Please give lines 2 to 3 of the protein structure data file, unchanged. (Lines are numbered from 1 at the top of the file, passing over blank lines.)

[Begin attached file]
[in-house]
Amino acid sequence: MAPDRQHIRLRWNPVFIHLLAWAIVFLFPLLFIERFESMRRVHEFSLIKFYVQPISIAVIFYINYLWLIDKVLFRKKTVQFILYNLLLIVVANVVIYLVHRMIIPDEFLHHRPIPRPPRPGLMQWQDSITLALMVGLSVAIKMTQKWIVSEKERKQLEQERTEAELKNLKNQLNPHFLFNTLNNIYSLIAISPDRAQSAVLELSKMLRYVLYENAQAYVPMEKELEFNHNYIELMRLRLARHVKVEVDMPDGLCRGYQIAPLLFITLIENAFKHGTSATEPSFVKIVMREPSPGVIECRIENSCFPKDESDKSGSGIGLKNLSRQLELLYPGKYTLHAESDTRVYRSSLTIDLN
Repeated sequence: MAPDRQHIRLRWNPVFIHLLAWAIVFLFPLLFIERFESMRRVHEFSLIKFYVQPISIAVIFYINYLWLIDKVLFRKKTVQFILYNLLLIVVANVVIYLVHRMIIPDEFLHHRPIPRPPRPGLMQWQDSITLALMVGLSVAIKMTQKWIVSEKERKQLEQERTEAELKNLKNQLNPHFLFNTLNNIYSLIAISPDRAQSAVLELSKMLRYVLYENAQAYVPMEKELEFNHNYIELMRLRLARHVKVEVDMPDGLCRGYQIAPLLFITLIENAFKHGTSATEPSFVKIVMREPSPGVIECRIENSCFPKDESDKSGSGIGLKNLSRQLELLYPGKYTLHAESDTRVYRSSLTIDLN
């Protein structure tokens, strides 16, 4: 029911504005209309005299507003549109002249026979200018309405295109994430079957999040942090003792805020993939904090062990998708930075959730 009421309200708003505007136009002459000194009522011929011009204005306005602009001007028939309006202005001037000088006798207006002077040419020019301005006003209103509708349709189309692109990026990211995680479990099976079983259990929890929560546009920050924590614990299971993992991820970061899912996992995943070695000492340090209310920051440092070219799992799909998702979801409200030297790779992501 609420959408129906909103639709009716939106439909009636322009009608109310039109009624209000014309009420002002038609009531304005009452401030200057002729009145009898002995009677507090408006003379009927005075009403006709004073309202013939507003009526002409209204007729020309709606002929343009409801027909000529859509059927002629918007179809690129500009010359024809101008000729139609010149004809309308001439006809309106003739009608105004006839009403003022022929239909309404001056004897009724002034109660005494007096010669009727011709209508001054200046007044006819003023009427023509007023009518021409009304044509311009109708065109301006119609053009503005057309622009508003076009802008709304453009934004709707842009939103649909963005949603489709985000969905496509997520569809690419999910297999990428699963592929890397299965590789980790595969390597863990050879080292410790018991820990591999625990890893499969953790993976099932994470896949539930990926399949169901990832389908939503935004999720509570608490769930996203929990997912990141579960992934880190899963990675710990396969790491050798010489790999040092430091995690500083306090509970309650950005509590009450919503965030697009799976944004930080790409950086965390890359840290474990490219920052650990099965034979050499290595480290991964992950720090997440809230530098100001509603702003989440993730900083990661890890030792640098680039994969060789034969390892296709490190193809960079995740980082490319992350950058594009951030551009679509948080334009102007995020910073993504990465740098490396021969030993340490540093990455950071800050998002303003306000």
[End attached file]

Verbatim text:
Amino acid sequence: MAPDRQHIRLRWNPVFIHLLAWAIVFLFPLLFIERFESMRRVHEFSLIKFYVQPISIAVIFYINYLWLIDKVLFRKKTVQFILYNLLLIVVANVVIYLVHRMIIPDEFLHHRPIPRPPRPGLMQWQDSITLALMVGLSVAIKMTQKWIVSEKERKQLEQERTEAELKNLKNQLNPHFLFNTLNNIYSLIAISPDRAQSAVLELSKMLRYVLYENAQAYVPMEKELEFNHNYIELMRLRLARHVKVEVDMPDGLCRGYQIAPLLFITLIENAFKHGTSATEPSFVKIVMREPSPGVIECRIENSCFPKDESDKSGSGIGLKNLSRQLELLYPGKYTLHAESDTRVYRSSLTIDLN
Repeated sequence: MAPDRQHIRLRWNPVFIHLLAWAIVFLFPLLFIERFESMRRVHEFSLIKFYVQPISIAVIFYINYLWLIDKVLFRKKTVQFILYNLLLIVVANVVIYLVHRMIIPDEFLHHRPIPRPPRPGLMQWQDSITLALMVGLSVAIKMTQKWIVSEKERKQLEQERTEAELKNLKNQLNPHFLFNTLNNIYSLIAISPDRAQSAVLELSKMLRYVLYENAQAYVPMEKELEFNHNYIELMRLRLARHVKVEVDMPDGLCRGYQIAPLLFITLIENAFKHGTSATEPSFVKIVMREPSPGVIECRIENSCFPKDESDKSGSGIGLKNLSRQLELLYPGKYTLHAESDTRVYRSSLTIDLN